Rafael Nadal and Roger Federer eased into the Qatar Open quarter-finals with lopsided wins in unusually cold and windy conditions on Wednesday.
Nadal routed German qualifier Denis Gremelmayr 6-2, 6-2 in temperatures that dipped to 13oC and will face Mikhail Youzhny of Russia. Federer overwhelmed Slovenian qualifier Grega Zemlja 6-2, 6-3 to set up a meeting with Andreas Seppi of Italy.
Nadal and Federer kept up their impressive records against lower-ranked opponents: The second-ranked Nadal extended his streak of beating players outside the top 100 to 45, while the third-ranked Federer made it 64 wins against players ranked outside the top 20.
Federer also won his 19th match in a row dating to his US Open semi-final loss to No. 1 ranked Novak Djokovic.
Federer and Nadal were joined by the sixth-ranked Jo-Wilfried Tsonga, who saved two set points in the first set before beating Flavio Cipolla of Italy 7-6 (10/8), 6-3. Tsonga will face Albert Ramos of Spain.
In the late match, Gael Monfils got past Benjamin Becker of Germany 7-5, 4-6, 7-5. In the end, Monfils was able to take advantage of the erratic play of Becker, who had 49 unforced errors including a double fault and a forehand that went long in the final game.
Monfils, who plays Viktor Troicki of Serbia in the quarter-finals, sought medical attention after he hit his left knee with his racket in the second set. He said he had slight pain, but expected to play.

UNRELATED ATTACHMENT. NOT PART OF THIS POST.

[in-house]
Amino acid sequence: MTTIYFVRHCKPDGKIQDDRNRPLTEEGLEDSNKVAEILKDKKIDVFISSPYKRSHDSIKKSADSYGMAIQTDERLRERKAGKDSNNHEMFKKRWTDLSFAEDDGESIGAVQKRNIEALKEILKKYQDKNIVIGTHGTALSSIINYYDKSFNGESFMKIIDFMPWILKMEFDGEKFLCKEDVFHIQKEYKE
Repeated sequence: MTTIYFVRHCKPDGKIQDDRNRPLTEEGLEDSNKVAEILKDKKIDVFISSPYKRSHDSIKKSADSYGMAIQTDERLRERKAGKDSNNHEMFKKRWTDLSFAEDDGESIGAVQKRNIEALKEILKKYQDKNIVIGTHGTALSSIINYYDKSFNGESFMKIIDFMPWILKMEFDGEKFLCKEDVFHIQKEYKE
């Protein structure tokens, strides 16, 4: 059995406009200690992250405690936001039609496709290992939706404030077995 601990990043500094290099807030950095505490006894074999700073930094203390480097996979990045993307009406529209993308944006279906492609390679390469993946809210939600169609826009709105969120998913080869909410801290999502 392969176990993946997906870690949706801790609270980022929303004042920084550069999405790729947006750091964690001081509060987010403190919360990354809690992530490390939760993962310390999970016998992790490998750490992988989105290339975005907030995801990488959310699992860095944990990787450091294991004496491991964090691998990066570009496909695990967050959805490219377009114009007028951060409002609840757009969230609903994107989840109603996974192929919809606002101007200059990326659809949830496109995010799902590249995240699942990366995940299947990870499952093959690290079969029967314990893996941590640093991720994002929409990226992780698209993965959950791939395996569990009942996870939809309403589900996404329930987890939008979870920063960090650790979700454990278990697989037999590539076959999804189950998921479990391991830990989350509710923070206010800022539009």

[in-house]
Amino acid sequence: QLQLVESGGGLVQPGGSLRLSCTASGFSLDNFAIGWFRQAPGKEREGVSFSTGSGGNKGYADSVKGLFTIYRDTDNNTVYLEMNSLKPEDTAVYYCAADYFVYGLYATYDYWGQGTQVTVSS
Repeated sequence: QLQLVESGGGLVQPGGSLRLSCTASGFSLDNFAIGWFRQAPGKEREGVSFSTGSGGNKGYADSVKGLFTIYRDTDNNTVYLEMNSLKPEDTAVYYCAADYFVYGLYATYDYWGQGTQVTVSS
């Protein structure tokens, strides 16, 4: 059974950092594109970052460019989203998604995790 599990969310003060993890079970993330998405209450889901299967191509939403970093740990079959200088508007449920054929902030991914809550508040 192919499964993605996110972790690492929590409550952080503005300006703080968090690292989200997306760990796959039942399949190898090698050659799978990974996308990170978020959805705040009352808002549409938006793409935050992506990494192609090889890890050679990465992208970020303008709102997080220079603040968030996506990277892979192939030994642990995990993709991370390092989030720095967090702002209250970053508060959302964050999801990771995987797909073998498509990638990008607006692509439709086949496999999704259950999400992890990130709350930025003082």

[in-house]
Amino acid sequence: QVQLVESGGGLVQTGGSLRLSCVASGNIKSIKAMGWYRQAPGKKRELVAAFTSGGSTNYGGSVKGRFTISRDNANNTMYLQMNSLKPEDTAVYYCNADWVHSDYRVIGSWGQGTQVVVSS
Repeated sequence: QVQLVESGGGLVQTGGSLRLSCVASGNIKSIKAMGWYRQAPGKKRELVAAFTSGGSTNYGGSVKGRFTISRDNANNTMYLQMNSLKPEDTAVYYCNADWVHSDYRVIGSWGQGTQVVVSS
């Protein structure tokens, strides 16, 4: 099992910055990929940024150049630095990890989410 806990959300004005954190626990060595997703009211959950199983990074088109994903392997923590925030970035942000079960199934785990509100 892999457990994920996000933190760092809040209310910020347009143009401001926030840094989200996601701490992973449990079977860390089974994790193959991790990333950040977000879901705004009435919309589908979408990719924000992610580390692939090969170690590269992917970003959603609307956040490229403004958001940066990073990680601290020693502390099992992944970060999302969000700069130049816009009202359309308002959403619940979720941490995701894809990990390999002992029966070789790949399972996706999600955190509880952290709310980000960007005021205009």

Also, sixth-seeded Alex Bogomolov Jr of Russia withdrew from the tournament with a right ankle injury, becoming the first seeded player not to advance.
Nadal, who last month complained he had too little time to prepare for the season, has come out strongly in Doha.
He broke the 189th-ranked Gremelmayr in the first game of both sets and was never seriously threatened. The match could have even been more one-sided, but Nadal managed to convert only four of 15 break points.
Nadal said he was starting to get a feel for his heavier racket. He said the variety of shots he unleashed was important if he was to play better in the big matches, especially against Djokovic, to whom he lost in six finals last year, including at the US Open and Wimbledon.
Tsonga, the third seed, struggled early on against the 75th-ranked Cipolla, who seemed to catch him off guard with his slice. Tsonga was broken to go down 4-3 and found himself down 5-4 with Cipolla serving for the set. However, he broke Cipolla and went up 6-5 before the Italian forced a tiebreaker, which Tsonga won.
Tsonga, though, picked up his game in the second set. Effectively deploying an array of drop shots and volleys, Tsonga broke twice for 4-1 and a third time to win the match with an emphatic overhead smash.